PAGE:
Electric car owners will be given free electricity and have their tax and toll charges waived for five years under a plan set to be unveiled by Fianna Fail.
The party's general election manifesto will pledge a suite of incentives for motorists who purchase vehicles run on electricity.
While the number of electric vehicles sold has been increasing steadily in recent years, it remains a tiny proportion of the overall fleet.
The Government wants 250,000 cars to be powered by renewable energy by 2020.
But figures compiled by the Society of the Irish Motor Industry (SIMI) show that just 457 units have been registered in 2015 to date.
This compares to more than 88,000 diesel passenger vehicles and 33,500 petrol vehicles.
Cars cost an average of €20,000 (after €5,000 grant).
The Government already offers financial incentives in the form of grants to motorists looking to purchase electric vehicles. The grants are in place until the end of 2016.
However, SIMI has called for the system to be extended for up to five more years.
Aside from the government's measures to support electric car owners, the ESB has pledged to ramp up the supply of charging points in the coming months.
The semi-state body wants to put in place 2,000 home charge points, 1,500 public charge points nationwide, and 30 fast points, which allow owners to charge their vehicles in a matter of minutes.
Fianna Fail's election manifesto, which is set to be unveiled in the coming months, will propose a series of new sweeteners in a bid to boost numbers.
The plan will pledge to offer free electricity to drivers as part of a partnership approach with the ESB. And the manifesto will also pledge to waive car tax and toll charges for a period of five years.
Speaking to the Sunday Independent last night, Fianna Fail's transport spokesman Timmy Dooley said the plan is part of the overall effort to reduce carbon emissions.
"This is not the golden bullet for achieving carbon reductions but it is certainly a start. We need to be bold and imaginative and realise that we have an opportunity here to change the way people travel," Mr Dooley said.
"There has been a very poor uptake of electrical cars to date and by offering these incentives, we are very confident the numbers will grow," he added.
He said that his party is also examining measures aimed at encouraging Dublin Bus and Bus Eireann to invest in greater numbers of electric vehicles.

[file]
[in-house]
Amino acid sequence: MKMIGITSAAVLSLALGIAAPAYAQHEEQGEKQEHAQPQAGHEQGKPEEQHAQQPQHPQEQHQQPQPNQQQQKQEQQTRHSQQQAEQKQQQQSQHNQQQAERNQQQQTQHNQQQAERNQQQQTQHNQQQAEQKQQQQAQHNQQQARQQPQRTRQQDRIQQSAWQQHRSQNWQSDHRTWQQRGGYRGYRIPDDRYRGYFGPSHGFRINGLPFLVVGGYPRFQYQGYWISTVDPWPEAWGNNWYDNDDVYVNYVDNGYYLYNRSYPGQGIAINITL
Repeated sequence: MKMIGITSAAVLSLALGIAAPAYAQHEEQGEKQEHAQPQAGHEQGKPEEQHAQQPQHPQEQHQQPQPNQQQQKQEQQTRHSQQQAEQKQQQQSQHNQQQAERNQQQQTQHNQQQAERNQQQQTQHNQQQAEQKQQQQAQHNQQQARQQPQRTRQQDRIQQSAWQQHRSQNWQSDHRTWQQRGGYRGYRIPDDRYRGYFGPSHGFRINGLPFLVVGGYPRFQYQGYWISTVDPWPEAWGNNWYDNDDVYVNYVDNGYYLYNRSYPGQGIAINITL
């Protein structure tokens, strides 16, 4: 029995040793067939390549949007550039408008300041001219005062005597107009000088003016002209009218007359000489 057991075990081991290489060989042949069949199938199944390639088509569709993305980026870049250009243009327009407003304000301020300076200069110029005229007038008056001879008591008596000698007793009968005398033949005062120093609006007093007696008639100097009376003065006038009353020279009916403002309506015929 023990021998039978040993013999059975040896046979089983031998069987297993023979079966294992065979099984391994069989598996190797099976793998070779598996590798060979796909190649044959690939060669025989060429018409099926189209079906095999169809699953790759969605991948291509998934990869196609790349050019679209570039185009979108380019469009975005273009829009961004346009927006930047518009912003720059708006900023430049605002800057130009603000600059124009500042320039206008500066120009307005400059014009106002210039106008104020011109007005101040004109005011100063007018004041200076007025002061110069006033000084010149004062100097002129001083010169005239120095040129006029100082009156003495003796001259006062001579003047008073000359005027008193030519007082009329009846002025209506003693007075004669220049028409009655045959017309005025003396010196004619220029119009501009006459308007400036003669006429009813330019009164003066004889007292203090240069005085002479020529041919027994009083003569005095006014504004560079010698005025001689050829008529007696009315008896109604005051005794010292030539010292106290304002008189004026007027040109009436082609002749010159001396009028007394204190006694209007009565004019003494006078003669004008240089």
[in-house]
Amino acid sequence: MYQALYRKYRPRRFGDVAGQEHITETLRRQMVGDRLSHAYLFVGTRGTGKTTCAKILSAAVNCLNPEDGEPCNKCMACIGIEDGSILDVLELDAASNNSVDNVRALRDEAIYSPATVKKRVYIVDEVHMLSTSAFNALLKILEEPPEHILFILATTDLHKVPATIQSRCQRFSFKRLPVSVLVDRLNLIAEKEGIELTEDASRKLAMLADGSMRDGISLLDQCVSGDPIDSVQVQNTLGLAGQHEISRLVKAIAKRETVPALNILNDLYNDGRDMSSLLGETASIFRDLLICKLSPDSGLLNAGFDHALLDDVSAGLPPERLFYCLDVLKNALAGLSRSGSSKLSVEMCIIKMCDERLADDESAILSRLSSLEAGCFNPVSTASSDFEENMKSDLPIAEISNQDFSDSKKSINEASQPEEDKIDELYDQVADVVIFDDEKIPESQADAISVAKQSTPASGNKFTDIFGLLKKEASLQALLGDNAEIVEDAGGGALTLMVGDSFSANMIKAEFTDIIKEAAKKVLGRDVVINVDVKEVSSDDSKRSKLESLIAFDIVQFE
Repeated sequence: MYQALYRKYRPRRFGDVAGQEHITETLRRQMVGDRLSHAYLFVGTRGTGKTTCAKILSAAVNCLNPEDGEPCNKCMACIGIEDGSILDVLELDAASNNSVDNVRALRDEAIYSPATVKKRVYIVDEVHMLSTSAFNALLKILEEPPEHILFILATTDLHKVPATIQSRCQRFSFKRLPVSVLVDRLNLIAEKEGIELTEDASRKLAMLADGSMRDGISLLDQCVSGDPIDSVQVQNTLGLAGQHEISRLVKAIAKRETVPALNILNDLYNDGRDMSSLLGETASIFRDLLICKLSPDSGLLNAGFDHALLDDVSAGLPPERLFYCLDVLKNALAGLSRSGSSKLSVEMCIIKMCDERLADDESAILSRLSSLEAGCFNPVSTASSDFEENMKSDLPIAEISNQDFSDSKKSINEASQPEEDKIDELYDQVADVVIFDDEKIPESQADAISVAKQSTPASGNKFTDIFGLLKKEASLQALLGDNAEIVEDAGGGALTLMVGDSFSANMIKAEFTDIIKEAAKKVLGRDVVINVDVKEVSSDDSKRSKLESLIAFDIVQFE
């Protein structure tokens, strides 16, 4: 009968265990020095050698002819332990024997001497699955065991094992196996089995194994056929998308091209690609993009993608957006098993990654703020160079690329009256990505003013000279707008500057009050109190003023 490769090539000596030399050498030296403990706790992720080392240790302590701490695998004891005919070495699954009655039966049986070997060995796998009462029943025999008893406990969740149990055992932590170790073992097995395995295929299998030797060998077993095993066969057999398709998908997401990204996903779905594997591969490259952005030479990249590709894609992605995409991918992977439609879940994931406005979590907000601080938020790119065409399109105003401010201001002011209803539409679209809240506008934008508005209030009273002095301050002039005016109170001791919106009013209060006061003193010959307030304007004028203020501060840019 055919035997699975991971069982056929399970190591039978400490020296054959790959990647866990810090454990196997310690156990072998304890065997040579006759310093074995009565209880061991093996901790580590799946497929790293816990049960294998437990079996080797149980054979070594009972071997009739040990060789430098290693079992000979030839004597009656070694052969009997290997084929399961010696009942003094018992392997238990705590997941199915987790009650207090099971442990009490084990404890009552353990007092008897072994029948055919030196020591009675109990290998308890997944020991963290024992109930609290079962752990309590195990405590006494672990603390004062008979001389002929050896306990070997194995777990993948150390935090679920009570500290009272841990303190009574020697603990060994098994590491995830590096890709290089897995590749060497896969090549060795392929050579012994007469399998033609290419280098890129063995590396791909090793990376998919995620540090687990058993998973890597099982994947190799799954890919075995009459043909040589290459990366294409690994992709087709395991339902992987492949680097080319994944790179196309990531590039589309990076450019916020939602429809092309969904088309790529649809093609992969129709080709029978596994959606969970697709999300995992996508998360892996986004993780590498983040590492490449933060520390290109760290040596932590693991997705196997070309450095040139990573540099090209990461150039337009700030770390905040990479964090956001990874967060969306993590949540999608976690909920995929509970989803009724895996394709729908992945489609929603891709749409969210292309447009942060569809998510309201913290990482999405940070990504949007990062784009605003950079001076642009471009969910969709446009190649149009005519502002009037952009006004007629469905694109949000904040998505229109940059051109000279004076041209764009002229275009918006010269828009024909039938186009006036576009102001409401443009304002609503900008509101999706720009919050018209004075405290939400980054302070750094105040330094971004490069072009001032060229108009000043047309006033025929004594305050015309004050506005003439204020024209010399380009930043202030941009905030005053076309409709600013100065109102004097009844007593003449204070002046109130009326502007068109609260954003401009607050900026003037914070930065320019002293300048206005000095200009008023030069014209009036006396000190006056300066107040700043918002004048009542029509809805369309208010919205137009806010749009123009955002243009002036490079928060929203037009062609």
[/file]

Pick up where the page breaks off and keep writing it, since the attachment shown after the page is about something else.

Mr Dooley said his party also considered a proposal which would permit electric car users to use bus lanes at certain times in a bid to make the vehicles more attractive.
However, the measure will not be included in the manifesto for fear it could be abused by drivers.
SIMI Director Tom Cullen said his organisation supports the idea of free tolls and other financial incentives, several of which were proposed in the organisation's pre-budget submission.
He said that public perception of electric cars is changing but that more supports are necessary if the numbers of vehicles on the road are to increase significantly.
Mr Cullen said that one of the greatest challenges is giving security to manufacturers so that they ramp up the supply of electric vehicles.
"Manufacturers are pausing over the number of vehicles they produce because they want certainty. If the grants which are currently in place until the end of 2016, were extended, that would have a real positive impact," Mr Cullen told the Sunday Independent.
Mr Cullen said that the proposal to reduce or abolish toll charges for owners would particularly benefit those who travel short commuter distances.
"You have many drivers who are driving across the M50 every day but they are only driving from northside to southside or vice versa," he said.
"If tolls were reduced, it would go a long way to increasing the number of electric cars on the road.
The SIMI boss said that one of the biggest tests in the future will be whether facilities are in place for motorists to charge their vehicles at work.